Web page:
James Franco takes a bold stanza

Howl review

An experimentalist who challenged US conformity with androgynous audacity… But enough about James Franco.

Spiritually if not facially, he’s the perfect choice to play an awkward, vulnerable, sexually carousing Allen Ginsberg in this bio-doc hybrid revolving around the Beat titan’s epic poem.

Howl comes at its eponymous subject from all angles: the events leading up to its creation; the gay love affairs and “angel-headed hipsters” (Jack Kerouac et al) Ginsberg celebrates in its stanzas; the anti-establishment rage that fired up its legendary unveiling at a San Francisco art gallery; and the ensuing 1957 obscenity trial that almost suppressed it.

It’s a landmark piece of writing, deconstructed with exhilarating verve by Rob Epstein and Jeffrey Friedman. They deploy a swerving, non-linear approach that’s in tune with Ginsberg’s experimentalism.

His early life is flashbacked in monochrome, as are addresses to an unseen interviewer; colour saturates the trial scenes; and trippy animation brings ‘howl’ to rhapsodic life.

The approach takes a toll on narrative propulsion, but Franco keeps us hooked, engaging the emotions and the mind. Whether channelling the poet’s sexual hunger, angst or intoxicated oratory at the first public reading of ‘howl’, he’s on fire.

‘Howl’ is a bedrock outburst of rebellion that, ironically, might get mocked for its overwrought Beatnik sentiments today.

But the hippest thing about Howl is the way it conveys one poem’s electrifying impact on its generation. You’ll wish you could’ve been there to hear it yourself.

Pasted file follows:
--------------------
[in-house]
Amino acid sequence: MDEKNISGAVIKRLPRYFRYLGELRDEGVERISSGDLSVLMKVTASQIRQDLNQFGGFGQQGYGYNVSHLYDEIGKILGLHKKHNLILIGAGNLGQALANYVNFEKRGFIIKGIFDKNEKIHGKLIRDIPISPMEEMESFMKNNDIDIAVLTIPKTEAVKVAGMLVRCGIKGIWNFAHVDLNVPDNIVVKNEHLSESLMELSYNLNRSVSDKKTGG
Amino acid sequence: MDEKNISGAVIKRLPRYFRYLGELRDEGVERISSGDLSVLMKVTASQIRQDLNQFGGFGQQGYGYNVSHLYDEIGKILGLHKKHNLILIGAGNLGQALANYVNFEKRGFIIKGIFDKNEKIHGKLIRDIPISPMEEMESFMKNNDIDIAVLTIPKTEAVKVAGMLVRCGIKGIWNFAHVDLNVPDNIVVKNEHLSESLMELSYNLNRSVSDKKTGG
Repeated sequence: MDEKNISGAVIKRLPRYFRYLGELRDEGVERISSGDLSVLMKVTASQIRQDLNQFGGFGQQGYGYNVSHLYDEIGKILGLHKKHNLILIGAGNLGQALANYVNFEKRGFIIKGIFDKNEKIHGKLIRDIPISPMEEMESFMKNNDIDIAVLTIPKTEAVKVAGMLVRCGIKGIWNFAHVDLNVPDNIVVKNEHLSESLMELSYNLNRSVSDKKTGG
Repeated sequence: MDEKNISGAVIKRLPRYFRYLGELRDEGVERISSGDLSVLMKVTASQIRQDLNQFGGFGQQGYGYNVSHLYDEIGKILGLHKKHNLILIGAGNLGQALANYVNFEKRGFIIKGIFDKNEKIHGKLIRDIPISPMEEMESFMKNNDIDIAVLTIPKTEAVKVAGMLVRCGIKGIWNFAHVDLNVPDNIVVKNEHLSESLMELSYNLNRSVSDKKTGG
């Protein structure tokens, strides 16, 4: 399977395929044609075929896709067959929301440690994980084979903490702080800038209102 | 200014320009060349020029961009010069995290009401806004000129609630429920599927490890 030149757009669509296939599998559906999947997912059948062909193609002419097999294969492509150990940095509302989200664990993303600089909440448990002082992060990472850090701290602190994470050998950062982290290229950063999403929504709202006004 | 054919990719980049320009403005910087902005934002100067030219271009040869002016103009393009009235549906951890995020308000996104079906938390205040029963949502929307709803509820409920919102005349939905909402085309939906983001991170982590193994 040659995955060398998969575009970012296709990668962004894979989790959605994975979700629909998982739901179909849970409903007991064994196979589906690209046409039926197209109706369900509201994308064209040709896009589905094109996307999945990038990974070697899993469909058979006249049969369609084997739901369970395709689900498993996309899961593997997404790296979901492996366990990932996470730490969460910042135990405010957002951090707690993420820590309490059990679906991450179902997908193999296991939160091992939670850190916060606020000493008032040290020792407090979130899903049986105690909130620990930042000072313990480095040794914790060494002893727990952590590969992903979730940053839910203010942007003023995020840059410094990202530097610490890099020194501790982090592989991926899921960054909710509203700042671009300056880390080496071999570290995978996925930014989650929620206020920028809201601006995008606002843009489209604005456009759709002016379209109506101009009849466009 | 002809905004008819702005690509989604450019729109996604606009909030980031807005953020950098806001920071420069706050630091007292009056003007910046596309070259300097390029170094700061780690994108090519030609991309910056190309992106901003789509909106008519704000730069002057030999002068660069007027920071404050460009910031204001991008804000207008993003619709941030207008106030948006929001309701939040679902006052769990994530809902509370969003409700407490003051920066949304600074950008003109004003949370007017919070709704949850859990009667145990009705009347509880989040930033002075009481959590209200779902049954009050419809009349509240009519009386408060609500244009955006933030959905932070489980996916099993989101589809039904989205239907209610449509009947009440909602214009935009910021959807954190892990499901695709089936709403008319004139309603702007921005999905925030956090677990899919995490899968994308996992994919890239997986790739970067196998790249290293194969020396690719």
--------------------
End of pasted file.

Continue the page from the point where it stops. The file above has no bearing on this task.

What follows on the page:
A heady tribute that lets Allen Ginsberg’s Beat poem do all the talking and gives Franco another chance to shine.

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User Reviews

    • johnsmith

      Mar 1st 2011, 13:21

      James Franco is everywhere! Ive just seen 127 hours and he is indeed a great actor. Too bad he lost to the KING! bullion price

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    • AboveTheLine

      Mar 6th 2011, 23:05


      I must admit I was less impressed with Howl Mr. Mueller, though I agree the inventive use of animated sequences added rather than subtracted from the narrative that might have been rather lackadaisical otherwise. I gather from your review that you're more in favor of Franco the actor rather than specifically his role in this film - though admittedly I agree with your assessment but not necessarily how his work relates to the film. Indeed he raised the film but in all honesty the original shock value and notoriety never feels as significant as it must have been when Ginsberg first unleashed the poem to the world. I reviewed the film for my own site, Above The Line:Practical Movie Reviews and invite you to drop by and give it a read if you're interested. I found your site from a fellow blogger, Dan the mann at and look forward to exploring more from Totalfilm. best, Rory

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